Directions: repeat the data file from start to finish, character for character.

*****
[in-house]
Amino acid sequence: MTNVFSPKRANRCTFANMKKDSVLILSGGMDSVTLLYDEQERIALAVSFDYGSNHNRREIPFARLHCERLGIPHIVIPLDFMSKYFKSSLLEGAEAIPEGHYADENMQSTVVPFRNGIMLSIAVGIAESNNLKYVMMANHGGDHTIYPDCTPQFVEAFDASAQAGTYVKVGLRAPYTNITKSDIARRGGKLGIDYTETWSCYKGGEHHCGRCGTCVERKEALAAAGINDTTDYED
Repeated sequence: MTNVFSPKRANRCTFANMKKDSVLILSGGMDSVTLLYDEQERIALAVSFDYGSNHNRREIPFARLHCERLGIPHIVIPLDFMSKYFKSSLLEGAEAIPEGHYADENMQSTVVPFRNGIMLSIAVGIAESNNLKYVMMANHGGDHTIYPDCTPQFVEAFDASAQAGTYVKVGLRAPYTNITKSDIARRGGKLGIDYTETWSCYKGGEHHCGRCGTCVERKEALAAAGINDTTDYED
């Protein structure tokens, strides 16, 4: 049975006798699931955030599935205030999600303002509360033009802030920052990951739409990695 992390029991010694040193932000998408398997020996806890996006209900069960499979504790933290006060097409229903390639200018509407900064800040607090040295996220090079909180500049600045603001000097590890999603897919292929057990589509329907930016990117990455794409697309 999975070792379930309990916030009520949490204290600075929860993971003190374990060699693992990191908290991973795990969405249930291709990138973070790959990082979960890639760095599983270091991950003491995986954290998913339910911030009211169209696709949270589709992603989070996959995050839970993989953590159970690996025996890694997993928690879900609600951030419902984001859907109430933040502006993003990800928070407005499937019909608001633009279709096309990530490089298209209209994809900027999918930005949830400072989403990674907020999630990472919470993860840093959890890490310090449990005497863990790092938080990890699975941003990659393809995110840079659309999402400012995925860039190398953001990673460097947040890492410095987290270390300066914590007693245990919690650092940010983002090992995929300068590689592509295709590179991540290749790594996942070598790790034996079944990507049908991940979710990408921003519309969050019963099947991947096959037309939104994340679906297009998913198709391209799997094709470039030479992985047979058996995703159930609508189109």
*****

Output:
[in-house]
Amino acid sequence: MTNVFSPKRANRCTFANMKKDSVLILSGGMDSVTLLYDEQERIALAVSFDYGSNHNRREIPFARLHCERLGIPHIVIPLDFMSKYFKSSLLEGAEAIPEGHYADENMQSTVVPFRNGIMLSIAVGIAESNNLKYVMMANHGGDHTIYPDCTPQFVEAFDASAQAGTYVKVGLRAPYTNITKSDIARRGGKLGIDYTETWSCYKGGEHHCGRCGTCVERKEALAAAGINDTTDYED
Repeated sequence: MTNVFSPKRANRCTFANMKKDSVLILSGGMDSVTLLYDEQERIALAVSFDYGSNHNRREIPFARLHCERLGIPHIVIPLDFMSKYFKSSLLEGAEAIPEGHYADENMQSTVVPFRNGIMLSIAVGIAESNNLKYVMMANHGGDHTIYPDCTPQFVEAFDASAQAGTYVKVGLRAPYTNITKSDIARRGGKLGIDYTETWSCYKGGEHHCGRCGTCVERKEALAAAGINDTTDYED
């Protein structure tokens, strides 16, 4: 049975006798699931955030599935205030999600303002509360033009802030920052990951739409990695 992390029991010694040193932000998408398997020996806890996006209900069960499979504790933290006060097409229903390639200018509407900064800040607090040295996220090079909180500049600045603001000097590890999603897919292929057990589509329907930016990117990455794409697309 999975070792379930309990916030009520949490204290600075929860993971003190374990060699693992990191908290991973795990969405249930291709990138973070790959990082979960890639760095599983270091991950003491995986954290998913339910911030009211169209696709949270589709992603989070996959995050839970993989953590159970690996025996890694997993928690879900609600951030419902984001859907109430933040502006993003990800928070407005499937019909608001633009279709096309990530490089298209209209994809900027999918930005949830400072989403990674907020999630990472919470993860840093959890890490310090449990005497863990790092938080990890699975941003990659393809995110840079659309999402400012995925860039190398953001990673460097947040890492410095987290270390300066914590007693245990919690650092940010983002090992995929300068590689592509295709590179991540290749790594996942070598790790034996079944990507049908991940979710990408921003519309969050019963099947991947096959037309939104994340679906297009998913198709391209799997094709470039030479992985047979058996995703159930609508189109």